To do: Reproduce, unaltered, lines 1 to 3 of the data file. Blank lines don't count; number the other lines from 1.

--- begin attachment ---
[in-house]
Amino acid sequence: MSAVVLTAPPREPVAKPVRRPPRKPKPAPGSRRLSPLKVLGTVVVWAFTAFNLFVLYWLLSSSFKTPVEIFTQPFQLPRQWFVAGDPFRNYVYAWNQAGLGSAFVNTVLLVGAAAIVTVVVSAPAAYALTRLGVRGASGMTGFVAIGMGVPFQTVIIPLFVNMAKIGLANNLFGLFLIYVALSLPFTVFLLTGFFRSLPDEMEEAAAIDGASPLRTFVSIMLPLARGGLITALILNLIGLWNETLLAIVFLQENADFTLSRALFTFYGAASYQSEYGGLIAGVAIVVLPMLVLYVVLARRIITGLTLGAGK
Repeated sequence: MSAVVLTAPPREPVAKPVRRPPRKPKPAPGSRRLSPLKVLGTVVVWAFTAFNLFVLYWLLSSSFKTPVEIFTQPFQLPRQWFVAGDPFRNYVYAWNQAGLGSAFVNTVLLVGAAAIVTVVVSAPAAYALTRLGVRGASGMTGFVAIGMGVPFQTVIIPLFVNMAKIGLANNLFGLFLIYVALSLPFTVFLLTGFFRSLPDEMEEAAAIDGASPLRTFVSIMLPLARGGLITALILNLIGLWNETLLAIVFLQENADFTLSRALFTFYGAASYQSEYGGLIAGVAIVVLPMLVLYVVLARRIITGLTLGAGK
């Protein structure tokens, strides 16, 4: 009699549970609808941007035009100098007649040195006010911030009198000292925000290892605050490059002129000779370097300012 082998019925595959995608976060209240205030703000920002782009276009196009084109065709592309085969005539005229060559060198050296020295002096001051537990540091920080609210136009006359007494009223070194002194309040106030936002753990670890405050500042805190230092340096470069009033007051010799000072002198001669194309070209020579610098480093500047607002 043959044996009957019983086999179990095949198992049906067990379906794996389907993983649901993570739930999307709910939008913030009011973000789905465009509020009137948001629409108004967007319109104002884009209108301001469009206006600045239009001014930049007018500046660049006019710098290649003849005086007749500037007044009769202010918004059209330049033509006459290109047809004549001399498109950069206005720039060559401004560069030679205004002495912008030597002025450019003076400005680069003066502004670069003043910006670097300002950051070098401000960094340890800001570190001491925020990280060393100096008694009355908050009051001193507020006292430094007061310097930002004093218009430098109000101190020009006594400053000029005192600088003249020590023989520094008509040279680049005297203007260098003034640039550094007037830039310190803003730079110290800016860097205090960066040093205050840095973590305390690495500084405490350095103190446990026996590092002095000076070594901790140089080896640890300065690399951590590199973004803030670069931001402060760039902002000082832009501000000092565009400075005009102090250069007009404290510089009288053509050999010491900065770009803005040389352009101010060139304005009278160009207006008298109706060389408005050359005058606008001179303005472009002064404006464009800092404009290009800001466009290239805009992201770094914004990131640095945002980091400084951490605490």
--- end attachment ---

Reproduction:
[in-house]
Amino acid sequence: MSAVVLTAPPREPVAKPVRRPPRKPKPAPGSRRLSPLKVLGTVVVWAFTAFNLFVLYWLLSSSFKTPVEIFTQPFQLPRQWFVAGDPFRNYVYAWNQAGLGSAFVNTVLLVGAAAIVTVVVSAPAAYALTRLGVRGASGMTGFVAIGMGVPFQTVIIPLFVNMAKIGLANNLFGLFLIYVALSLPFTVFLLTGFFRSLPDEMEEAAAIDGASPLRTFVSIMLPLARGGLITALILNLIGLWNETLLAIVFLQENADFTLSRALFTFYGAASYQSEYGGLIAGVAIVVLPMLVLYVVLARRIITGLTLGAGK
Repeated sequence: MSAVVLTAPPREPVAKPVRRPPRKPKPAPGSRRLSPLKVLGTVVVWAFTAFNLFVLYWLLSSSFKTPVEIFTQPFQLPRQWFVAGDPFRNYVYAWNQAGLGSAFVNTVLLVGAAAIVTVVVSAPAAYALTRLGVRGASGMTGFVAIGMGVPFQTVIIPLFVNMAKIGLANNLFGLFLIYVALSLPFTVFLLTGFFRSLPDEMEEAAAIDGASPLRTFVSIMLPLARGGLITALILNLIGLWNETLLAIVFLQENADFTLSRALFTFYGAASYQSEYGGLIAGVAIVVLPMLVLYVVLARRIITGLTLGAGK